Neuropeptides at the crossroad of fear and hunger: a special focus on neuropeptide Y
Survival in a natural environment forces an individual into constantly adapting purposive behavior. Specified interoceptive neurons monitor metabolic and physiological balance and activate dedicated brain circuits to satisfy essential needs, such as hunger, thirst, thermoregulation, fear, or anxiety. Neuropeptides are multifaceted, central components within such life-sustaining programs. For instance, nutritional depletion results in a drop in glucose levels, release of hormones, and activation of hypothalamic and brainstem neurons. These neurons, in turn, release several neuropeptides that increase food-seeking behavior and promote food intake. Similarly, internal and external threats activate neuronal pathways of avoidance and defensive behavior. Interestingly, specific nuclei of the hypothalamus and extended amygdala are activated by both hunger and fear. Here, we introduce the relevant neuropeptides and describe their function in feeding and emotional-affective behaviors. We further highlight specific pathways and microcircuits, where neuropeptides may interact to identify prevailing homeostatic needs and direct respective compensatory behaviors. A specific focus will be on neuropeptide Y, since it is known for its pivotal role in metabolic and emotional pathways. We hypothesize that the orexigenic and anorexigenic properties of specific neuropeptides are related to their ability to inhibit fear and anxiety.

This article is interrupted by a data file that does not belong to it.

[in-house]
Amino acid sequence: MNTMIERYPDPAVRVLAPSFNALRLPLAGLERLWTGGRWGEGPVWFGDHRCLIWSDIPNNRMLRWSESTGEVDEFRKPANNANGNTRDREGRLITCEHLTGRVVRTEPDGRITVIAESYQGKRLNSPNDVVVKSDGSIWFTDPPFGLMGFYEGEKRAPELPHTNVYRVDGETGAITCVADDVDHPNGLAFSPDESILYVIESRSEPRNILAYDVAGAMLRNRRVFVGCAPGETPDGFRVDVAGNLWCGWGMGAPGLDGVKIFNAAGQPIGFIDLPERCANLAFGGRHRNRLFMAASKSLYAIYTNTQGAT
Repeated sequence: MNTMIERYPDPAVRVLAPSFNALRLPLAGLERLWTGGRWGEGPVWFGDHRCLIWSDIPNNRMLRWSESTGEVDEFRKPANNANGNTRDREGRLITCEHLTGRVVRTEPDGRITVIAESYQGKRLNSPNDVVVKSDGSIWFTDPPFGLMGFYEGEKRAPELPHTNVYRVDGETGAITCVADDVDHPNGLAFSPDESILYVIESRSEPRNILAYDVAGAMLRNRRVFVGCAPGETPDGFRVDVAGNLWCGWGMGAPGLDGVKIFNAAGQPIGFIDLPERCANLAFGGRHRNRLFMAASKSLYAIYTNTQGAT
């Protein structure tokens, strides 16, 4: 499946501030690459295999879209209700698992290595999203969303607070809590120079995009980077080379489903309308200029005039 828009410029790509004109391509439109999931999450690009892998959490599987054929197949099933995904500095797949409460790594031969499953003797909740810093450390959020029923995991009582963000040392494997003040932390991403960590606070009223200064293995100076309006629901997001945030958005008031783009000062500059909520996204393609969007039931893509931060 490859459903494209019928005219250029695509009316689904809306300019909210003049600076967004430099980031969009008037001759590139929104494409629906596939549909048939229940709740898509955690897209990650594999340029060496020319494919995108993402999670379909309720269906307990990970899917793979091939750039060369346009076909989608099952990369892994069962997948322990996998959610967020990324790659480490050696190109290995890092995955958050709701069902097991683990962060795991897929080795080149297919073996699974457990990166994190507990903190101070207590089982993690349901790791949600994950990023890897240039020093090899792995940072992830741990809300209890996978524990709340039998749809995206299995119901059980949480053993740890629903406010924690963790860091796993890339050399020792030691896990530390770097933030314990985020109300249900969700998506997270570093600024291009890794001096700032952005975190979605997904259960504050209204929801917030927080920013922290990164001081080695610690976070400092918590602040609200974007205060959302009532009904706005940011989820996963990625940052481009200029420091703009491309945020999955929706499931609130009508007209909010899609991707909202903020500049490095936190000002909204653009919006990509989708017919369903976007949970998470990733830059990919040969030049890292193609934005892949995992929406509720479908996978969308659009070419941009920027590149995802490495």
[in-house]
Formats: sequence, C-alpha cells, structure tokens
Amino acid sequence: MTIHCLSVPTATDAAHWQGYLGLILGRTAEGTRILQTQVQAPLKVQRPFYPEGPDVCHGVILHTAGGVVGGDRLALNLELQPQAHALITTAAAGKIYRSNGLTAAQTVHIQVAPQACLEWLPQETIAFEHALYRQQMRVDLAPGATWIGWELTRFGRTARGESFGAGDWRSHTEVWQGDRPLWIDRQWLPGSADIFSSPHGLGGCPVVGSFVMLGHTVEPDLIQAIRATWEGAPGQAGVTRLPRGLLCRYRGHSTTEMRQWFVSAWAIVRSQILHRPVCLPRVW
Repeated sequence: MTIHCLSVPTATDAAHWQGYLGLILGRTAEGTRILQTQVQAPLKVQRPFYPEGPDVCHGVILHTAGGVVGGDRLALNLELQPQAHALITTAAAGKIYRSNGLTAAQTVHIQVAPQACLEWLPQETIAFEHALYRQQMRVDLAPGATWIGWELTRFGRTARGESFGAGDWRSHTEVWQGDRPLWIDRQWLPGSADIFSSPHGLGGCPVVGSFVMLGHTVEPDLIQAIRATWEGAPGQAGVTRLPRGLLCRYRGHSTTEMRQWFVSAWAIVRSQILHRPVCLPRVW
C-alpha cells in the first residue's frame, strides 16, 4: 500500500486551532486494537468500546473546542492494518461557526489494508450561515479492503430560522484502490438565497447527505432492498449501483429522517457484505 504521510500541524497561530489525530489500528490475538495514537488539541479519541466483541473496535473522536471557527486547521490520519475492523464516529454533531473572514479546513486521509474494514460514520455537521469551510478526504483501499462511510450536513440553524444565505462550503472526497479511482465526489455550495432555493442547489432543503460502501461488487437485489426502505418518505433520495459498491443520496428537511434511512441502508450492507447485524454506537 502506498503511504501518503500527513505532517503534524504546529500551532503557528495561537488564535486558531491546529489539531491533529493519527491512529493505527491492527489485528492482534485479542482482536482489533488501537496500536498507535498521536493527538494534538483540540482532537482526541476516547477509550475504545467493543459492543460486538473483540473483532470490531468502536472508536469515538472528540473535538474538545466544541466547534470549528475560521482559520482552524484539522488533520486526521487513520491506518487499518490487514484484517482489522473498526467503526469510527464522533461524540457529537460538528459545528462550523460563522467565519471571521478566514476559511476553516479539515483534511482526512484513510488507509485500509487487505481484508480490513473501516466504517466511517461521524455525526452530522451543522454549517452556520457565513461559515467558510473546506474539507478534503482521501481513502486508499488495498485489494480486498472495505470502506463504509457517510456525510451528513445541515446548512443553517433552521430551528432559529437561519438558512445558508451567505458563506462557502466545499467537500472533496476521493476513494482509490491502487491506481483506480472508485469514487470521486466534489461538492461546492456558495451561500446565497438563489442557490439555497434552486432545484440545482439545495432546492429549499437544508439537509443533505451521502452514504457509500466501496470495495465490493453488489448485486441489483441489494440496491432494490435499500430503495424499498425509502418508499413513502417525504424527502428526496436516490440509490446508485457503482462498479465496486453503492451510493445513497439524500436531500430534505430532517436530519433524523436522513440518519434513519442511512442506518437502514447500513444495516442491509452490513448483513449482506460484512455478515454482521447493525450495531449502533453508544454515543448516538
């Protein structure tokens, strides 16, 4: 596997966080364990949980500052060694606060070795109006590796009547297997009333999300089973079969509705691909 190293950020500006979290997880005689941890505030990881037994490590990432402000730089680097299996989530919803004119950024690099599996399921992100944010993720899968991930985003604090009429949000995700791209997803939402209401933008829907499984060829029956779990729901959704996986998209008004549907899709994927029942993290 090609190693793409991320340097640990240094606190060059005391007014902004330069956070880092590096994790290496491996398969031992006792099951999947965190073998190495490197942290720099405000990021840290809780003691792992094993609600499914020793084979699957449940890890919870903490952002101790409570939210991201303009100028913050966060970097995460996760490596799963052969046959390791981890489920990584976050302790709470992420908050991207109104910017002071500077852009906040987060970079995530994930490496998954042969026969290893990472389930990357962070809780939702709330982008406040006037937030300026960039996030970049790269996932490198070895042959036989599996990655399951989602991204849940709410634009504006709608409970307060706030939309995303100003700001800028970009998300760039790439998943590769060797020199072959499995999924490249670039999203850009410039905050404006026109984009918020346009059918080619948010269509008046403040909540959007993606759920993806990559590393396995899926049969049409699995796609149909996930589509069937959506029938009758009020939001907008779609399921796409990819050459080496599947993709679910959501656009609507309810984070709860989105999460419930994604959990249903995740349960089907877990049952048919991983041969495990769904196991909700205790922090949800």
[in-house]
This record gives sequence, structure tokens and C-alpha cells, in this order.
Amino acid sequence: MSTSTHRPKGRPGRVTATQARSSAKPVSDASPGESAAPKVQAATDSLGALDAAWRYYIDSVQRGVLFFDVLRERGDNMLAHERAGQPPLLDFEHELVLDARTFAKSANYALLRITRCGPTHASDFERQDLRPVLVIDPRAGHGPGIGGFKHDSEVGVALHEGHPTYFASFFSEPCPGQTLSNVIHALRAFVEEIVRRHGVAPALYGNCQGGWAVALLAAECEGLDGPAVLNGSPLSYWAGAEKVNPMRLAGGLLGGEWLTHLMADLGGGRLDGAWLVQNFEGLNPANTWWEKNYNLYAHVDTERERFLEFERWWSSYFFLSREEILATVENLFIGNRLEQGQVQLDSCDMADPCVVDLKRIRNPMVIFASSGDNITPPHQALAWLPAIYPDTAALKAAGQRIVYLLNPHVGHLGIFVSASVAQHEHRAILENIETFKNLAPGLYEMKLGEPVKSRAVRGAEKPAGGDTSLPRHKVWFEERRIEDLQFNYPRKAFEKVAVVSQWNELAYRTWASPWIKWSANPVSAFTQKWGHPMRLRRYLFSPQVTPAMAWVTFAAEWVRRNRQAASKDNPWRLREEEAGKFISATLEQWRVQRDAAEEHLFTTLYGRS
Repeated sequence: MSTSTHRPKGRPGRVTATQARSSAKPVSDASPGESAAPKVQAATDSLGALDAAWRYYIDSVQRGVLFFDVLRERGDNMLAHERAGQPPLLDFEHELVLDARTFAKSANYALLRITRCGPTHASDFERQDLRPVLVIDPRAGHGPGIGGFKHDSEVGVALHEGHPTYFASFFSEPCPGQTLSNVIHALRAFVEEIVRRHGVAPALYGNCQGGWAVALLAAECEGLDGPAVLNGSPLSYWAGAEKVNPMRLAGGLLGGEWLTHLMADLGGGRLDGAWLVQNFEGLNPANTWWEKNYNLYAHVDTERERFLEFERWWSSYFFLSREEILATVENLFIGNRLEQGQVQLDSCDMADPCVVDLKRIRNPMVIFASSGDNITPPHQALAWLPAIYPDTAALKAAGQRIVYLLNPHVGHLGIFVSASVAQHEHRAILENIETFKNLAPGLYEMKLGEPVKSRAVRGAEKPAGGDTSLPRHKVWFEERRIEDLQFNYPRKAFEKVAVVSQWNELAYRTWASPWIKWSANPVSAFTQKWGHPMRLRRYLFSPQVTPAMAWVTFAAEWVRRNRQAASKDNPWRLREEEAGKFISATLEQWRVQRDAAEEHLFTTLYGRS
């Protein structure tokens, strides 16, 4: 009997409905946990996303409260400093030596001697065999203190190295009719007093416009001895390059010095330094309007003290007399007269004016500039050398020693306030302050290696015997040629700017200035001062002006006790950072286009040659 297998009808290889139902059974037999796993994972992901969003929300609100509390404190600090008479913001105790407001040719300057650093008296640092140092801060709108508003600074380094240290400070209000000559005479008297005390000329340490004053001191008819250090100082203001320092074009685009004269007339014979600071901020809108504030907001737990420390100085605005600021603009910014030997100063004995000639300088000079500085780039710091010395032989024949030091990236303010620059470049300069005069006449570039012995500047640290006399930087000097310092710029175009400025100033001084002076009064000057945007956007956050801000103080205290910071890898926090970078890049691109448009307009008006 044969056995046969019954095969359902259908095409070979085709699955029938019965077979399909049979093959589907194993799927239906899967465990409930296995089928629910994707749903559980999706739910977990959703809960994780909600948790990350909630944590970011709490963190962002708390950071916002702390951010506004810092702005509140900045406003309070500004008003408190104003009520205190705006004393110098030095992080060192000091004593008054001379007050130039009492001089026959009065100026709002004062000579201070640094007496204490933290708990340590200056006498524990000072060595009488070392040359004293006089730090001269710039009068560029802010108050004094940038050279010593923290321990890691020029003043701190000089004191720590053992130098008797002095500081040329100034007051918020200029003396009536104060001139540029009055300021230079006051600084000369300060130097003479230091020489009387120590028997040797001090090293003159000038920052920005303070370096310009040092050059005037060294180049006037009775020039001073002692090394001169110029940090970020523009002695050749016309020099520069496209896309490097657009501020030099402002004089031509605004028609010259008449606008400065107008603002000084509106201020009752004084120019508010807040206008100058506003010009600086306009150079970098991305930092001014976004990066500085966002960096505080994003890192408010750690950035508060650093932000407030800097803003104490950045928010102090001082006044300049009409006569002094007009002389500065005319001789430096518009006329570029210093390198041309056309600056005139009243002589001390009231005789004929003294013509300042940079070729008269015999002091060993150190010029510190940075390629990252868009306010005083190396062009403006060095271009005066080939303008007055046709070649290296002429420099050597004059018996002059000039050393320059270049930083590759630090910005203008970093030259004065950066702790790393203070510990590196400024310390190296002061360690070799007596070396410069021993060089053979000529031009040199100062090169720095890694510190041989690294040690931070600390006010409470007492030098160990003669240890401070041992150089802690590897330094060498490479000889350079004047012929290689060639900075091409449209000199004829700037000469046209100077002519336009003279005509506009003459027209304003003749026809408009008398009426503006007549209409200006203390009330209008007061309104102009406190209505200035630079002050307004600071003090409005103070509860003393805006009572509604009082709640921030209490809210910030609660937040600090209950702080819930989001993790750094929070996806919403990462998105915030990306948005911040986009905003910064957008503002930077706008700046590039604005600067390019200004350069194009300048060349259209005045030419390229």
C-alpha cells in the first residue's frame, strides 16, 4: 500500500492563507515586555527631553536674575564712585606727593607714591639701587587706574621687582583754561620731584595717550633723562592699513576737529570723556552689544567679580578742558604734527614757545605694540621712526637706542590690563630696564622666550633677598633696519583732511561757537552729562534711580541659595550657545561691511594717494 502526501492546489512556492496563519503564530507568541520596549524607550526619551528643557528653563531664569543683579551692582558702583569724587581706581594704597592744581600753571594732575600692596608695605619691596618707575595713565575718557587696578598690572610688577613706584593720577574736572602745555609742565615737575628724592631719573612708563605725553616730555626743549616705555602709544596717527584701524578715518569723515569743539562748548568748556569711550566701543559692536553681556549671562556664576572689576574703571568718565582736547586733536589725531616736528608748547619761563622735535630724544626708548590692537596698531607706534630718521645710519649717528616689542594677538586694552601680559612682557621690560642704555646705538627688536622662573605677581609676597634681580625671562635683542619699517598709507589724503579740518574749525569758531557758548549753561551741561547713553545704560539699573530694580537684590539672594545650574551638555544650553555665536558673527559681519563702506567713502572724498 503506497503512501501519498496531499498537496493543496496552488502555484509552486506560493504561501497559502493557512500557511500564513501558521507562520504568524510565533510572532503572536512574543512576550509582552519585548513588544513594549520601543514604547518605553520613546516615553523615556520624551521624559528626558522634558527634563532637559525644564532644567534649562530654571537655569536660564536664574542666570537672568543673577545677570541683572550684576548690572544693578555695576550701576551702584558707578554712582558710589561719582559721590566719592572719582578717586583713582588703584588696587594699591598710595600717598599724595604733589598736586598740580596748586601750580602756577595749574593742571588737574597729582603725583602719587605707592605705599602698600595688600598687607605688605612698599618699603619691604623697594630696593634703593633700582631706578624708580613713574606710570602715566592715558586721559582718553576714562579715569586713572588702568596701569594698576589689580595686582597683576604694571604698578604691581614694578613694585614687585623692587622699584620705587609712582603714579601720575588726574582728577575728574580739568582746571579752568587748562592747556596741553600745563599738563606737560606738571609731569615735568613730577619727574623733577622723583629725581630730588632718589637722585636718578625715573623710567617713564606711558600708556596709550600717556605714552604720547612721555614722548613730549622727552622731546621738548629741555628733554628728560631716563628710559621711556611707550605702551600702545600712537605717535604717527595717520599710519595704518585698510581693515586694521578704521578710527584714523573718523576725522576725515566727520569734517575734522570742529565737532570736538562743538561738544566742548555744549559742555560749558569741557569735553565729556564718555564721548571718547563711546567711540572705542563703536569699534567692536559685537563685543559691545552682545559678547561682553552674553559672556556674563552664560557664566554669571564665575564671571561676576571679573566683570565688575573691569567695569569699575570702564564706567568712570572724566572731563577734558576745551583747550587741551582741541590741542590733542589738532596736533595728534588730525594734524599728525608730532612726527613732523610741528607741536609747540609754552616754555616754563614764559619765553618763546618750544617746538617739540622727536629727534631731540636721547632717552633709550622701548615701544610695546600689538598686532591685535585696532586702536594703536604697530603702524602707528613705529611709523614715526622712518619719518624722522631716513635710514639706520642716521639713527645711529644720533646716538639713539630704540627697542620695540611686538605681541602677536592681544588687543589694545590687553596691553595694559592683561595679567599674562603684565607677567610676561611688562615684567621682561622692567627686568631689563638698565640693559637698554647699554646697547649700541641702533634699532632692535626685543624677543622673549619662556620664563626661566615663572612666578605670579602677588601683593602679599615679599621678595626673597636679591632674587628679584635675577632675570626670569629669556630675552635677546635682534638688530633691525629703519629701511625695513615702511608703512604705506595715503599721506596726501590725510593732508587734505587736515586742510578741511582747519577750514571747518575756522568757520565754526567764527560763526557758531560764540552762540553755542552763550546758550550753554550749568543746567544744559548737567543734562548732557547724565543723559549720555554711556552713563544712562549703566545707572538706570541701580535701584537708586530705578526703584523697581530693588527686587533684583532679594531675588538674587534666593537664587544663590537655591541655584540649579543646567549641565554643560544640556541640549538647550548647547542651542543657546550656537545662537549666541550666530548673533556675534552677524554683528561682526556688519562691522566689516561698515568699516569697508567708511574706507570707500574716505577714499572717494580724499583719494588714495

|ISBN||1749-6632 (Electronic) 0077-8923 (Linking)|
|Authors||Comeras, L. B.; Herzog, H.; Tasan, R. O.|
|Responsible Garvan Author|
|Publisher Name||Annals of the New York Academy of Sciences|
|URL link to publisher's version||https://www.ncbi.nlm.nih.gov/pubmed/31271235|